Hospital chief doctor: Lockdown inevitable in Estonia ({{contentCtrl.commentsTotal}})

Dr. Peep Talving of PERH on Tuesday's
Dr. Peep Talving of PERH on Tuesday's "Esimene stuudio". Source: ERR

Lockdown in Estonia is inevitable, at least to an extent, in the light of soaring coronavirus numbers, the chief doctor at a Tallinn hospital says.

Those in the front line of the battle against COVID-19 are currently very concerned, Dr. Peep Talving of the North Estonia Regional Hospital (PERH) told ETV politics discussion show "Esimene stuudio" Tuesday night.

He said: "We have to think very hard about measures. There is no best option. There will need to be some lockdown of the country at some point, and I am aware that people will suffer and activities will be curtailed, but I think we have no other choice."

The tone of the lockdown would also take on rather more of a martial, than a democratic character, he added.

"We would do it in this this way - we have decided to take this course of action, and this has to be done. There are a lot of decisions here that are tough, but I don't think we will get very far with recommendations alone. People just don't take that seriously," he went on.

The government issued an emergency situation in mid-March, which ran to mid-May, where regulations were carried out by government order rather than via legislative process. Talving said that a return to an emergency situation would be needed.

"To carry this out, we have politicians who know the twists and turns of solving the problem so that public health (would be protected) and the state could be at work," he said.

The coronavirus is still spreading epidemiologically, he added, with the number of hospitalizations rising around 10 per day being particularly worrying.

Planned treatment – something which was halted during the spring wave – will continue at PERH for the meantime, but if the situation worsens, it will have to be phased out in stages, for instance in surgery activities, he said.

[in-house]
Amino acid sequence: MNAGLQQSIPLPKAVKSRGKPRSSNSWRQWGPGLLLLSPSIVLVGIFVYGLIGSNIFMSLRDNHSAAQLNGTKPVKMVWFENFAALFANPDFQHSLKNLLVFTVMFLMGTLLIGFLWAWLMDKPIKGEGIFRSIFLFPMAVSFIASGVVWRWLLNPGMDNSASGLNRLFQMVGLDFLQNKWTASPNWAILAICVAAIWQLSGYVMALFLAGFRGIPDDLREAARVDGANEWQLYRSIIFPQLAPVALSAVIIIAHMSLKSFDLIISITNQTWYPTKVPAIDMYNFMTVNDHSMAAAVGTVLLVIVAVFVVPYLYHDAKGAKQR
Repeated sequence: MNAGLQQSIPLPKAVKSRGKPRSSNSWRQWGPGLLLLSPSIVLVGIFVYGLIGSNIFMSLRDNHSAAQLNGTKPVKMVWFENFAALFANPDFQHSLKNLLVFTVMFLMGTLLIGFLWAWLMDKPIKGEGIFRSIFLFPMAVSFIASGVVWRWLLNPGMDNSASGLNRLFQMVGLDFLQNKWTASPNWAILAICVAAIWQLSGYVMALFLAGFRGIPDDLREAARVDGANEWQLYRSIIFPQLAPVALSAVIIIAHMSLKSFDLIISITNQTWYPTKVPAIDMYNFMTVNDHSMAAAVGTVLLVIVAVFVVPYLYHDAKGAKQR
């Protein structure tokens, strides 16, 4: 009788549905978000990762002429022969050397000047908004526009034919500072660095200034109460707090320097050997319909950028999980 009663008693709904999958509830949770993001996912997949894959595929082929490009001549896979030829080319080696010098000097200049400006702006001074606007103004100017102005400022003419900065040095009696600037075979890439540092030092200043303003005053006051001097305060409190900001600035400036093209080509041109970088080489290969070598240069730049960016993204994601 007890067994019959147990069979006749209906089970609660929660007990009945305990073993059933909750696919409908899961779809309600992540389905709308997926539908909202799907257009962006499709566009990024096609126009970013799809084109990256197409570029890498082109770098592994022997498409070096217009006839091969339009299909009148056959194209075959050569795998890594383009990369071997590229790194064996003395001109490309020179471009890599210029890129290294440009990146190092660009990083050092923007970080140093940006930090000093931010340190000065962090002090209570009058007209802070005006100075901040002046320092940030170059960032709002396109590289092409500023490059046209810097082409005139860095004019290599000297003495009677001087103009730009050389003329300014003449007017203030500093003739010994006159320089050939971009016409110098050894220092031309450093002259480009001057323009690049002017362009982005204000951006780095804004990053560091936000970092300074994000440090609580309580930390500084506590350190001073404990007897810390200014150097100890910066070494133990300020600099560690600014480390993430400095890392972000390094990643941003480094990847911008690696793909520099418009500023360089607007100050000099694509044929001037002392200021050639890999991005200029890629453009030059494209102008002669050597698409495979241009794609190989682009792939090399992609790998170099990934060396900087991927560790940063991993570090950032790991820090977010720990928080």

The coronavirus is an insidious illness, whose spread is very difficult to limit, Talving went on.

He said: "The first Severe acute respiratory syndrome (SARS) and Middle East Respiratory Syndrome (MERS) (first identified in 2003 and 2012 respectively – ed.) were contagious if an individual exhibited symptoms of cough, or had a fever. This variety of the coronavirus is most contagious 24 to 48 hours before symptoms appear. Its construction is like a biological weapon: It's insidious, you can't see it. This is a major problem, and is why it spreads so widely."

Talving said that once vaccines start arriving in Estonia – which, following a government agreement to procure the goods from [German biotech companies] Pfizer/BioNTech should start happening in the first quarter of next year – the goal should be to inoculate 80 percent of target groups.

These groups would be frontline workers such as medical professionals and the police, first off.

"Children will certainly not the first [to be vaccinated] because they suffer only lightly with the virus. To be honest, this vaccine is not even designated for children," he added.

Reaching an 80 percent figure worldwide would take years, he added.

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Editor: Andrew Whyte

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